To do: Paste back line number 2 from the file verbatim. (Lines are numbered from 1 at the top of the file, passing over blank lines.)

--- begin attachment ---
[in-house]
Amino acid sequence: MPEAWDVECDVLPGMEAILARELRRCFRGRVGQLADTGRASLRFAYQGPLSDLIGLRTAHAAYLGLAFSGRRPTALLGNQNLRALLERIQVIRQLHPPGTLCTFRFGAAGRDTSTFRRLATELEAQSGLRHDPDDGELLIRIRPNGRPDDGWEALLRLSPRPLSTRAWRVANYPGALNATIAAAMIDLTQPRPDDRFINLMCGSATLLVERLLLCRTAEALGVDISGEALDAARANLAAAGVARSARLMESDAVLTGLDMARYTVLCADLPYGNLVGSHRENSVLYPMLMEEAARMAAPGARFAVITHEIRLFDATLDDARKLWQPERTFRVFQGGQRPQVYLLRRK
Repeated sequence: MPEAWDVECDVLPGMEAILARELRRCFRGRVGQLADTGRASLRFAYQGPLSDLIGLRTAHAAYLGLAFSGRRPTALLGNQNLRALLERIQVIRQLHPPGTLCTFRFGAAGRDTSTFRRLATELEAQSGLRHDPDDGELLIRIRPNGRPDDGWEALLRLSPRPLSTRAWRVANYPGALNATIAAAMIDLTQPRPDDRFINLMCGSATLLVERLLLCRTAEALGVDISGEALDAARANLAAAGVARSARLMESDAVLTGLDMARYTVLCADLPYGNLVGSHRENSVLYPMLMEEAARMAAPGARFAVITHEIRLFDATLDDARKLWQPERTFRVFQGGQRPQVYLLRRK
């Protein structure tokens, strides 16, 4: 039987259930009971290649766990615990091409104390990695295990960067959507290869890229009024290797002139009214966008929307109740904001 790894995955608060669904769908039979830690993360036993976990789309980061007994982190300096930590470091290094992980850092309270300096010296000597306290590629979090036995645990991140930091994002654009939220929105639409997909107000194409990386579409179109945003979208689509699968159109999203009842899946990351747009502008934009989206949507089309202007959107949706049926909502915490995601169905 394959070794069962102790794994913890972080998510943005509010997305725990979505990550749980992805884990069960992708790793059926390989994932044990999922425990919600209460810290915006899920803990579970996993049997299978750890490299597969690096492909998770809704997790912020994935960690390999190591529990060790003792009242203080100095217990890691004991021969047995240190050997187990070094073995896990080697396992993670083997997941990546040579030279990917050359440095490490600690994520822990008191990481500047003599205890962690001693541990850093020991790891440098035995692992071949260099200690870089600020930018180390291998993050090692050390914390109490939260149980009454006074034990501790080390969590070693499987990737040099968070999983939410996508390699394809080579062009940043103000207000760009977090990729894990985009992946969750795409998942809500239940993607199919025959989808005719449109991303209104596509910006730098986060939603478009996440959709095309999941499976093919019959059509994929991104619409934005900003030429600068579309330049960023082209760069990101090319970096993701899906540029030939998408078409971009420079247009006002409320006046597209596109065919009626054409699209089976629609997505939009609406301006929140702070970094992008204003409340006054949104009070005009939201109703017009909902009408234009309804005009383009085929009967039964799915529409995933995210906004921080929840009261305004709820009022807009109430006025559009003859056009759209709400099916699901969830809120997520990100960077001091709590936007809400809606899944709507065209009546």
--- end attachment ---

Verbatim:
Amino acid sequence: MPEAWDVECDVLPGMEAILARELRRCFRGRVGQLADTGRASLRFAYQGPLSDLIGLRTAHAAYLGLAFSGRRPTALLGNQNLRALLERIQVIRQLHPPGTLCTFRFGAAGRDTSTFRRLATELEAQSGLRHDPDDGELLIRIRPNGRPDDGWEALLRLSPRPLSTRAWRVANYPGALNATIAAAMIDLTQPRPDDRFINLMCGSATLLVERLLLCRTAEALGVDISGEALDAARANLAAAGVARSARLMESDAVLTGLDMARYTVLCADLPYGNLVGSHRENSVLYPMLMEEAARMAAPGARFAVITHEIRLFDATLDDARKLWQPERTFRVFQGGQRPQVYLLRRK